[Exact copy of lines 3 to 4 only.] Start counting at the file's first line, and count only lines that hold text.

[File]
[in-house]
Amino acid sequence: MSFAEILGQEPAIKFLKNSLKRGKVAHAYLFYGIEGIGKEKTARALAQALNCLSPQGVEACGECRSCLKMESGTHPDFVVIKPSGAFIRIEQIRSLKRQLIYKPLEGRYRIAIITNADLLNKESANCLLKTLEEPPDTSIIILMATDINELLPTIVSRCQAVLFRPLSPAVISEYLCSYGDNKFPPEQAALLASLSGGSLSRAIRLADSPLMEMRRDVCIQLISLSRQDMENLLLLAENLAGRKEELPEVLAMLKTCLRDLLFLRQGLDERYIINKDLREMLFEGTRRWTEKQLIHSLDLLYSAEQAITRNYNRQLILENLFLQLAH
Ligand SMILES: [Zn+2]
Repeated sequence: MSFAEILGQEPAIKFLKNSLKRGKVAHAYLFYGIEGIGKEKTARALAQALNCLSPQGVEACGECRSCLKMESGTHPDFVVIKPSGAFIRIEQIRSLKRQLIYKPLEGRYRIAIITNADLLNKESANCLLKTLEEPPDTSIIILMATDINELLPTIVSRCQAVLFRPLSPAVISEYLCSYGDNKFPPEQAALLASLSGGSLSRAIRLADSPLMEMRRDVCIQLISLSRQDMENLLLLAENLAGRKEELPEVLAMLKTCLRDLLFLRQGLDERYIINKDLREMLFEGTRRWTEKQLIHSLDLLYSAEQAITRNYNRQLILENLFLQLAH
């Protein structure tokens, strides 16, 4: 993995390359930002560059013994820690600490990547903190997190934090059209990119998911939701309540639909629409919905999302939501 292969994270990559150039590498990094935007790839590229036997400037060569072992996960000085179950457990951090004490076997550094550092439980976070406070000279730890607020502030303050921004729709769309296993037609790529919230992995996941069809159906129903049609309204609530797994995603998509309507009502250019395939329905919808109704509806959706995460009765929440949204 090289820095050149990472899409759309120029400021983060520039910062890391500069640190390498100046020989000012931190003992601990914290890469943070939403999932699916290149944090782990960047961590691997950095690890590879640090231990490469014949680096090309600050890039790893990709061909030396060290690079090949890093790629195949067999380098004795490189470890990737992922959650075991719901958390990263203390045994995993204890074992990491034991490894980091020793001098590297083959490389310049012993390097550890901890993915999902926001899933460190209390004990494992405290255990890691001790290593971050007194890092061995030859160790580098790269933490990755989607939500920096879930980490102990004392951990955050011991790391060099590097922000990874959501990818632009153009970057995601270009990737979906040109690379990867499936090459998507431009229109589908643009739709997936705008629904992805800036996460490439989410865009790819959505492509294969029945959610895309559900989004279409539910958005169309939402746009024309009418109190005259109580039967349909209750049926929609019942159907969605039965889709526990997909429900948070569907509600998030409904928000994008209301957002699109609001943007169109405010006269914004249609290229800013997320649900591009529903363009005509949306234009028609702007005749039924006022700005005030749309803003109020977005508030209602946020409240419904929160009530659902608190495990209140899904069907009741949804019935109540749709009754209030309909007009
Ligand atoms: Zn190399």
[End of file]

Ligand SMILES: [Zn+2]
Repeated sequence: MSFAEILGQEPAIKFLKNSLKRGKVAHAYLFYGIEGIGKEKTARALAQALNCLSPQGVEACGECRSCLKMESGTHPDFVVIKPSGAFIRIEQIRSLKRQLIYKPLEGRYRIAIITNADLLNKESANCLLKTLEEPPDTSIIILMATDINELLPTIVSRCQAVLFRPLSPAVISEYLCSYGDNKFPPEQAALLASLSGGSLSRAIRLADSPLMEMRRDVCIQLISLSRQDMENLLLLAENLAGRKEELPEVLAMLKTCLRDLLFLRQGLDERYIINKDLREMLFEGTRRWTEKQLIHSLDLLYSAEQAITRNYNRQLILENLFLQLAH